Brigitte Bowers: Taking a stand against consumerism

December 17, 2011 

Brigitte Bowers

Footage of the pepper-spraying incident at a Los Angeles Wal-Mart on Black Friday reminded me of the

Jakarta, Indonesia, soccer stampede, in which two people died and one child was severely injured.

At the Wal-Mart, desperate people were so crowded together, it's surprising a much worse event, a tragedy of grand proportions, wasn't the outcome.

For days, I registered my indignation at the mother who used pepper spray against her fellow shoppers. What have we come to? I asked friends and relatives. They didn't know but thought the incident might be another sign of our declining civilization.

After a while, I tried to imagine what could have driven the pepper-spray woman to such an extreme, and that was when I finally had to admit that she and I might not be so different from each other. The woman was merely acting on a truth we all understand but aren't often willing to admit: We measure love by how much we are willing to sacrifice, and during the holidays that sacrifice takes a specific and material form.

In those moments of shopping frenzy gone awry, the woman was succumbing to a belief we parents all share to some degree. It's this belief that compels us to stand in line for hours, or even days, at the entrance to a big-box store at a time of year when temperatures dip into the 40s and we could be someplace warm, watching a movie or catching up on our Facebook page. We pitch tents and wrap ourselves in blankets against the cold, even forfeit Thanksgiving Day at home, because we cling to the notion that joy for our children might be found in the ownership of an Xbox.

I imagine that, like me, the pepper-spray woman loves her children so much that she will buy them things she can afford only at the Black Friday price. Like me, she wants her children to believe that the world is a magic place where all of their dreams can come true, if not 364 days a year then at least at Christmas. Like me, she wants to prove to her children that the world really is the place they hope it is, one where everybody who wants an Xbox gets one.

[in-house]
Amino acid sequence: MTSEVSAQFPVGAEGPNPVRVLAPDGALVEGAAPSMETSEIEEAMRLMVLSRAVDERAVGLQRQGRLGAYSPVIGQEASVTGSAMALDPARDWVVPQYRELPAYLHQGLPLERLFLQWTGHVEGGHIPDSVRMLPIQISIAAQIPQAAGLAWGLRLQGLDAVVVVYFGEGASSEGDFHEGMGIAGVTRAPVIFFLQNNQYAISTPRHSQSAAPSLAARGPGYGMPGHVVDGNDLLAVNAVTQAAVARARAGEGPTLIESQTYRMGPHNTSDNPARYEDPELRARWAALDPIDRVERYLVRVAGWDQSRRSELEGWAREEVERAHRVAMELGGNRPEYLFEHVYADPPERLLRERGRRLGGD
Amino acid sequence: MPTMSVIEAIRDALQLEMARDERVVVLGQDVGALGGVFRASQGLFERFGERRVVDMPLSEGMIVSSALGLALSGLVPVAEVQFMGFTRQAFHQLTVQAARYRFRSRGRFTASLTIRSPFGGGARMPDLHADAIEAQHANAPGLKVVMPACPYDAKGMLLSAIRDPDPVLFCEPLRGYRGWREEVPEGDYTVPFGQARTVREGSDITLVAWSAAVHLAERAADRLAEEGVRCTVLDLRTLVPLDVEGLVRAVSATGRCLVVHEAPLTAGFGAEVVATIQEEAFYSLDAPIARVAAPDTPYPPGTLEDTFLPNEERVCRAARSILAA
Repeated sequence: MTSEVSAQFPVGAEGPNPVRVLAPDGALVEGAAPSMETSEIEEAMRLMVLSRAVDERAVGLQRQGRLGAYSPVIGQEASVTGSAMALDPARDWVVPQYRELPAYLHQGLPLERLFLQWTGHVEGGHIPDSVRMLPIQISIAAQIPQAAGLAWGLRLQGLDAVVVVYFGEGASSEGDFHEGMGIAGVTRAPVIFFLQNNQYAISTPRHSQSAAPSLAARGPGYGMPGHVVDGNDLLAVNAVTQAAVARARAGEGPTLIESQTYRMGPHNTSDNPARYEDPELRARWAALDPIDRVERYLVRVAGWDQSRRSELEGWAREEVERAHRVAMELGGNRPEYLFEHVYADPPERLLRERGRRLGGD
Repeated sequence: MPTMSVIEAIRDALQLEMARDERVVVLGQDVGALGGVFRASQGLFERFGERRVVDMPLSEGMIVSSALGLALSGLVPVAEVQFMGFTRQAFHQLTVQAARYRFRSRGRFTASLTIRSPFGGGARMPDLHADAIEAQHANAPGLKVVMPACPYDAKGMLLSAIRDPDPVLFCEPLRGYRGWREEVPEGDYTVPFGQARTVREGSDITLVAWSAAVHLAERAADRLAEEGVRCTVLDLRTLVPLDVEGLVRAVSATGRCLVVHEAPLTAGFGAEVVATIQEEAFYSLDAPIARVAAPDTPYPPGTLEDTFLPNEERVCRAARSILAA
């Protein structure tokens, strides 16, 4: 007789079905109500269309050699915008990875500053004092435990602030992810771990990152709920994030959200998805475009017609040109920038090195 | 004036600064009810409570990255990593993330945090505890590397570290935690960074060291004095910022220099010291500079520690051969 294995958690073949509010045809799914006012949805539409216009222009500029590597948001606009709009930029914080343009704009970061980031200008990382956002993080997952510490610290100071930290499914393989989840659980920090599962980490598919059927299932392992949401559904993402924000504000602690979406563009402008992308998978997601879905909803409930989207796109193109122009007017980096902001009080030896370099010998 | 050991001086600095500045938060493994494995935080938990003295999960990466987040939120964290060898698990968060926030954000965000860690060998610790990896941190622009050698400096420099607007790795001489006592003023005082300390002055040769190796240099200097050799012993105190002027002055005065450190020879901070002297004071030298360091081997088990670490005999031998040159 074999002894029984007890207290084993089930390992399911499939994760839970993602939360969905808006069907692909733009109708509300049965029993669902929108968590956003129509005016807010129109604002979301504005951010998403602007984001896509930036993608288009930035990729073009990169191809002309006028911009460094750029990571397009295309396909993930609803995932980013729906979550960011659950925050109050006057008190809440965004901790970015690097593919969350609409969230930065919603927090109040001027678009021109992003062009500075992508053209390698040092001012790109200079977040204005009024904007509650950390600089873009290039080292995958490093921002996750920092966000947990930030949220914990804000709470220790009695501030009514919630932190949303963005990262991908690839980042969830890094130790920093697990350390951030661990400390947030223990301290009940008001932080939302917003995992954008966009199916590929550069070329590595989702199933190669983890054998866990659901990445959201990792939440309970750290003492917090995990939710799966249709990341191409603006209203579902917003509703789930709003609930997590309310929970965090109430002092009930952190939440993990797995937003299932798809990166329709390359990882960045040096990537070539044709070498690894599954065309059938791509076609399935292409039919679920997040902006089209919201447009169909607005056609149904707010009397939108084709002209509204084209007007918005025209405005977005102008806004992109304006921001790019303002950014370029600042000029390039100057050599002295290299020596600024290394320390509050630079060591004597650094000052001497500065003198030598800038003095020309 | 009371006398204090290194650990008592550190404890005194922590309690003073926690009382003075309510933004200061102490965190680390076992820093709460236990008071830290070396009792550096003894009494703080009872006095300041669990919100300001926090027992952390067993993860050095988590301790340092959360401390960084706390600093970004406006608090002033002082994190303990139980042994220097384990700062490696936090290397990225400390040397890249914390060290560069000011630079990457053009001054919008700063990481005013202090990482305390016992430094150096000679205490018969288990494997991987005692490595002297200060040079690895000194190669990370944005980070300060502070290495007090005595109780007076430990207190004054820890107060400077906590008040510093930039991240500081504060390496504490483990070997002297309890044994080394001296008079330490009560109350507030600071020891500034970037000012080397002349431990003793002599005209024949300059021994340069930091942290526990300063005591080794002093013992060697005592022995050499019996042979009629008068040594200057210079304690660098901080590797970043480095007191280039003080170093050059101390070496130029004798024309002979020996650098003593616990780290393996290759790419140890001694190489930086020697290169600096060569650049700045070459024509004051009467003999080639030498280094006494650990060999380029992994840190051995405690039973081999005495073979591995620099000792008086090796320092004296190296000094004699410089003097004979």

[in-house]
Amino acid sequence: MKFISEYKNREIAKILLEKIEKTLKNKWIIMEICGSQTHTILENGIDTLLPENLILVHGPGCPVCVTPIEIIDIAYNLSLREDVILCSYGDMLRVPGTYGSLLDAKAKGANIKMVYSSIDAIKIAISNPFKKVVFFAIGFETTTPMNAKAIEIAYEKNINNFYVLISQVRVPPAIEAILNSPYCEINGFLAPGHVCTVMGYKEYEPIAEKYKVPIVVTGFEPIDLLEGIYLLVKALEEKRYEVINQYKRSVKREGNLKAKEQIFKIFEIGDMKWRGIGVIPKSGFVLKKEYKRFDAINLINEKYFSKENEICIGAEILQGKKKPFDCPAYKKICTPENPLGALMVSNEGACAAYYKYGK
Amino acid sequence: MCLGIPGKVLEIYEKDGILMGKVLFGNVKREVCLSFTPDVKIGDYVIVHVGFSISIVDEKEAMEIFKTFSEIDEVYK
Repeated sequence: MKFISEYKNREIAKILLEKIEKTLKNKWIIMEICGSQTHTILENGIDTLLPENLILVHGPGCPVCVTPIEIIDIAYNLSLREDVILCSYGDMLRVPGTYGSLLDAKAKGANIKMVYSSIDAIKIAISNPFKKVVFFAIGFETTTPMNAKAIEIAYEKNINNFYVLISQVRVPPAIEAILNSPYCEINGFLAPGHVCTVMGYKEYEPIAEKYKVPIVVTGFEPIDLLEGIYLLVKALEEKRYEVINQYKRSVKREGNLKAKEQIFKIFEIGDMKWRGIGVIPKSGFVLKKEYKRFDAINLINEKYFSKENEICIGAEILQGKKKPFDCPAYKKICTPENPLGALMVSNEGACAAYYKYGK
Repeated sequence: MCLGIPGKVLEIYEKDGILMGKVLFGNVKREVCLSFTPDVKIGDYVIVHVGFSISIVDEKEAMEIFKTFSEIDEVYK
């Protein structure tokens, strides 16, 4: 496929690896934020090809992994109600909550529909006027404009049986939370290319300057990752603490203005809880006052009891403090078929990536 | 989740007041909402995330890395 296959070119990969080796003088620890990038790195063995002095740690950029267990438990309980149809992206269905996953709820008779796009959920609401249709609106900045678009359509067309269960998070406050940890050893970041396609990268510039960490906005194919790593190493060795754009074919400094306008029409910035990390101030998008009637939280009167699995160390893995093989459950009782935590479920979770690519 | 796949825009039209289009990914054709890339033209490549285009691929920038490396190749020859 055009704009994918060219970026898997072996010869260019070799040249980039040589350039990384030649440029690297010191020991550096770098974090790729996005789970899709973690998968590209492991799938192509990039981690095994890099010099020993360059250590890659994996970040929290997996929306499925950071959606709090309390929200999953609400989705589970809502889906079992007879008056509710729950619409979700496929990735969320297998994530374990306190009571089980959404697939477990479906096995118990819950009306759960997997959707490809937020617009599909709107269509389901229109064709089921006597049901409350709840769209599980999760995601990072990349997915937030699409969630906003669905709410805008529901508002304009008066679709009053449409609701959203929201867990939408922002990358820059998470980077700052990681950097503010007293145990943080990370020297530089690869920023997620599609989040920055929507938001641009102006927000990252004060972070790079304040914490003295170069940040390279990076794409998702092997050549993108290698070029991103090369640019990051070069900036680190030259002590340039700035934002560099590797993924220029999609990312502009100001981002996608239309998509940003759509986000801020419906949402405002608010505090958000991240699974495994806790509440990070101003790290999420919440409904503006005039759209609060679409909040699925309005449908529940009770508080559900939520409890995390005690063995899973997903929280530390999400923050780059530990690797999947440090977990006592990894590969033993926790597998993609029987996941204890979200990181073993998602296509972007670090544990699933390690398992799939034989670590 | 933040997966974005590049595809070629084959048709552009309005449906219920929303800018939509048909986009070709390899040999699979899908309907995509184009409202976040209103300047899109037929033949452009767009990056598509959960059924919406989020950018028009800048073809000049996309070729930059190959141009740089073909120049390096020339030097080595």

I assume the pepper-spray woman has been raised to believe what I have also been taught: If we don't lavish our children with expensive gifts at Christmastime, we are somehow bad parents. In this context, a mother of three who pepper-sprays her way to the front of the line so that she might walk away with the prize -- the coveted game system her children have talked about for months -- is not really exhibiting behavior I can condemn.

For Christmas 2010, I spent so much on an in-store credit account (one of the things I charged was an Xbox 360) that I am only this month finally paying off the bill. Though I can't imagine using pepper spray to blaze my way to the front of a line, how rational was my choice to run up an account that I knew would result in a year's worth of payments? How sane is a nation that looks forward to the Friday after Thanksgiving not as a time to enjoy an extended holiday, but as a day when we must compete against strangers for electronic gadgets marked at 50 percent off?

On the same day I heard the report about the Wal-Mart incident, I also watched a news anchor look into a camera and say to the nation, "Well, the Christmas season is off to a good start. Black Friday receipts were much higher than expected."

That was when I decided that I will not assume a year's worth of debt to buy presents this year. I will not stand in long lines or jostle my way through crowds. I have told my kids that they can expect one gift on Christmas morning.

I will spend less on them because I want them to understand that happiness does not come wrapped with a bow and that parental love cannot be measured by financial sacrifice.

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